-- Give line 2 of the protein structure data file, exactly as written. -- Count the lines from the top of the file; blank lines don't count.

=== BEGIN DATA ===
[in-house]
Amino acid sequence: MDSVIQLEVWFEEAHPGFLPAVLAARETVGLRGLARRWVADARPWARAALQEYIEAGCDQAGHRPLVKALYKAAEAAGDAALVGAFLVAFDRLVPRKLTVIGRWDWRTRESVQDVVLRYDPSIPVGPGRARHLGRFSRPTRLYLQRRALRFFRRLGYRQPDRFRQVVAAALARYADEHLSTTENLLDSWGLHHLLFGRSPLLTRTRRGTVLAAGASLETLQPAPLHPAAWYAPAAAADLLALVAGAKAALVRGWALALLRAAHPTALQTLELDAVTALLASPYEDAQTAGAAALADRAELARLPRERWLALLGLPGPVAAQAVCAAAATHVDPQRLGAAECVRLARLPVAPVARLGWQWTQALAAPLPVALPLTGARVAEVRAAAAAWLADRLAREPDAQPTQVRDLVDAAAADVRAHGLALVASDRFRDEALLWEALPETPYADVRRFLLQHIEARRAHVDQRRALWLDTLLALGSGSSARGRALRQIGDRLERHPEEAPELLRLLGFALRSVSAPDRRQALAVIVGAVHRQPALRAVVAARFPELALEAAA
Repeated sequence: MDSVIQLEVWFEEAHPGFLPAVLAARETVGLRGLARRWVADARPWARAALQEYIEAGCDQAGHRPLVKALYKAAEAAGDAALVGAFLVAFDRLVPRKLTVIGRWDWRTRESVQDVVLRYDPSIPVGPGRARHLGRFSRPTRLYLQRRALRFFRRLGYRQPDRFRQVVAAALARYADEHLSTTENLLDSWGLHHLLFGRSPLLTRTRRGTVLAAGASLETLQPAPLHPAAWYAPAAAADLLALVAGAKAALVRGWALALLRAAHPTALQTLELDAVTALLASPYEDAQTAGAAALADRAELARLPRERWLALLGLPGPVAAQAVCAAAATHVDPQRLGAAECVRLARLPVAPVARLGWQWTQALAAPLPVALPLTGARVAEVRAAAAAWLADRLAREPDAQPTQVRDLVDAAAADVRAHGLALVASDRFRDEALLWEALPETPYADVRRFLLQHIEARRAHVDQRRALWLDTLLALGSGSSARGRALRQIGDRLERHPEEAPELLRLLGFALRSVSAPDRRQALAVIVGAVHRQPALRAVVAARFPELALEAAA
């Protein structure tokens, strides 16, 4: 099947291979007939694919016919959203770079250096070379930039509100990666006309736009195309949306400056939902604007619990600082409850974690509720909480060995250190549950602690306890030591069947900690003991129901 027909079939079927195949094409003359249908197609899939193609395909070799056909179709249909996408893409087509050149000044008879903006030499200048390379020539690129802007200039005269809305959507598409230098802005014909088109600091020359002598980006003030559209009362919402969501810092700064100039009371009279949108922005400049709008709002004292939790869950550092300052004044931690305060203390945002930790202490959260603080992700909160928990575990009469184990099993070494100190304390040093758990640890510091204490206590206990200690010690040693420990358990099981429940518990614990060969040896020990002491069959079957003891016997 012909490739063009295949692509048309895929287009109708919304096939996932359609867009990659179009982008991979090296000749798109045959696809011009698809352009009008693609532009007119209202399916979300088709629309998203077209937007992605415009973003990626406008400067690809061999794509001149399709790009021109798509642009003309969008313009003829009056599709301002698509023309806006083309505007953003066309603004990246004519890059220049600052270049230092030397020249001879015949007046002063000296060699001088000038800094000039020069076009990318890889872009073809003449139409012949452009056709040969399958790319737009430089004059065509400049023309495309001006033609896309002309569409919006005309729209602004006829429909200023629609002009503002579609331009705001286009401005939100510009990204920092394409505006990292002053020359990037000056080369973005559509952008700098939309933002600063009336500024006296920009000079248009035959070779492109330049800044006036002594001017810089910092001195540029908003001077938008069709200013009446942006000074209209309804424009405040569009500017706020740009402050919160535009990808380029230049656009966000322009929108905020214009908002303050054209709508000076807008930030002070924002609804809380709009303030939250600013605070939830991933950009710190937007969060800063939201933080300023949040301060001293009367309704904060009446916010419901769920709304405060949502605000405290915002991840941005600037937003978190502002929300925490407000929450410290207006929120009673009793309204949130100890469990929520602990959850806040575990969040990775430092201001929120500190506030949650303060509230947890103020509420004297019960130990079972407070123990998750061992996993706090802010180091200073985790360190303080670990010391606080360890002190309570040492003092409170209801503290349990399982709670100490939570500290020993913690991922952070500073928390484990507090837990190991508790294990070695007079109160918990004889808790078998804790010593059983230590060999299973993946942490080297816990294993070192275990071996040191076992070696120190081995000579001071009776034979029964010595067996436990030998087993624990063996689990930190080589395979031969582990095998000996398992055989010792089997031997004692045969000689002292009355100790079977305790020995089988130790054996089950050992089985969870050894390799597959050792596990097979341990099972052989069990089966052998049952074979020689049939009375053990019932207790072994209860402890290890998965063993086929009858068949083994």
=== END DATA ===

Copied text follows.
Amino acid sequence: MDSVIQLEVWFEEAHPGFLPAVLAARETVGLRGLARRWVADARPWARAALQEYIEAGCDQAGHRPLVKALYKAAEAAGDAALVGAFLVAFDRLVPRKLTVIGRWDWRTRESVQDVVLRYDPSIPVGPGRARHLGRFSRPTRLYLQRRALRFFRRLGYRQPDRFRQVVAAALARYADEHLSTTENLLDSWGLHHLLFGRSPLLTRTRRGTVLAAGASLETLQPAPLHPAAWYAPAAAADLLALVAGAKAALVRGWALALLRAAHPTALQTLELDAVTALLASPYEDAQTAGAAALADRAELARLPRERWLALLGLPGPVAAQAVCAAAATHVDPQRLGAAECVRLARLPVAPVARLGWQWTQALAAPLPVALPLTGARVAEVRAAAAAWLADRLAREPDAQPTQVRDLVDAAAADVRAHGLALVASDRFRDEALLWEALPETPYADVRRFLLQHIEARRAHVDQRRALWLDTLLALGSGSSARGRALRQIGDRLERHPEEAPELLRLLGFALRSVSAPDRRQALAVIVGAVHRQPALRAVVAARFPELALEAAA